A federal judge has dismissed a former Salina, Kansas fire captain’s allegations of FLSA retaliation following his 2022 lawsuit against the city and the former fire chief. The lawsuit, which contains allegations of both state and federal law violations was initially filed in state court in early 2022. The city removed the action to federal court in April 2022, due to the FLSA claims. Following U.S. District Court Judge Julie Robinson’s decision, the lawsuit will now move back to state court to address the captain’s remaining state law claims of retaliatory discharge and defamation.
This story begins in September 2019 when former Salina Fire Department captain Tim Lapage brought allegations of theft and fraud within the fire department to city officials. Specifically, LaPage claimed the fire department’s battalion chiefs (BCs) had a practice of substituting administrative leave in lieu of vacation leave. According to LaPage, the BCs would then sell back their unused vacation time to the city at the end of the year. This resulted in the city spending taxpayer’s money for overtime to fill-in for the BCs while on administrative leave and spending more money when the BCs cashed out their unused vacation leave at the end of the year.
LaPage initially brought these claims to city human resource officials in 2019, however according to the lawsuit, city officials did little to address the allegations at that time. However, LaPage believed that high ranking fire department personnel were informed that he was reporting their activities to city officials and were “out to get him.” LaPage was even threatened with discipline for accessing time card data found in the fire department’s time tracking software and providing that information to city officials. Eventually, Captain LaPage brought his concerns to both the local media and the City Commission. LaPage retired in June 2021, and filed the lawsuit on March 15, 2022.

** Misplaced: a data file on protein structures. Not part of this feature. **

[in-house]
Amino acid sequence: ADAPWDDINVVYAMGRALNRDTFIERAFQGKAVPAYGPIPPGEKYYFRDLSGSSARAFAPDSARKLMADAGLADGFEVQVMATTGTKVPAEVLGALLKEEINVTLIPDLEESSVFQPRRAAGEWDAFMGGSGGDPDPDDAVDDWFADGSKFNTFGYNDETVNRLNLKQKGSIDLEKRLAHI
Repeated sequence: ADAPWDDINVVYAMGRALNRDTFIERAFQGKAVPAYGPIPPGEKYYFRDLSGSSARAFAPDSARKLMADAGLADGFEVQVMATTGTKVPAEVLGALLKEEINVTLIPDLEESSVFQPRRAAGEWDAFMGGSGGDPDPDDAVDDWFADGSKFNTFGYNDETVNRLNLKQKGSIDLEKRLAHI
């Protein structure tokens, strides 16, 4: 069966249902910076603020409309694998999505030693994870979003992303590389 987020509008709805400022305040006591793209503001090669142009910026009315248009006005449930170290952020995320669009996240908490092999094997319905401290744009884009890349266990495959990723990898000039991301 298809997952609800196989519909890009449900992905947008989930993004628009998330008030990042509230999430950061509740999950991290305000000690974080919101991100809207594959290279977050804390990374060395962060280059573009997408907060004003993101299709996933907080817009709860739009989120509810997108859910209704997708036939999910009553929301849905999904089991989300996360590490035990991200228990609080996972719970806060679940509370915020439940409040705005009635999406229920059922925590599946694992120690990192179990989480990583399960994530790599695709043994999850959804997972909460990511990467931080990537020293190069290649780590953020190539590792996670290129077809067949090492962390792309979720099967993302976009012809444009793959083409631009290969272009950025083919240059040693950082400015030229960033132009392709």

The FLSA contains broad anti-retaliation provisions that can be found at 29 USC §215:
It shall be unlawful… to discharge or in any other manner discriminate against any employee because such employee has filed any complaint or instituted or caused to be instituted any proceeding under or related to this chapter…
Unfortunately for LaPage, the court found the ant-discrimination / retaliation provisions inapplicable because he did not allege any violation of the FLSA. While his allegations were related to fraudulent overtime payments made to certain high-ranking fire officers, the allegations did not contain a violation of the FLSA. Quoting from the decision:
- Here, LePage fails to demonstrate a genuine issue of material fact about whether he engaged in protected activity under this objective standard.
- In terms of content, it is uncontroverted that LePage never explicitly invoked the FLSA when he complained about the BCs’ alleged time card fraud.
- And while this fact standing alone is not fatal to his claim, the substance of his complaint did not involve conduct that is regulated by the FLSA.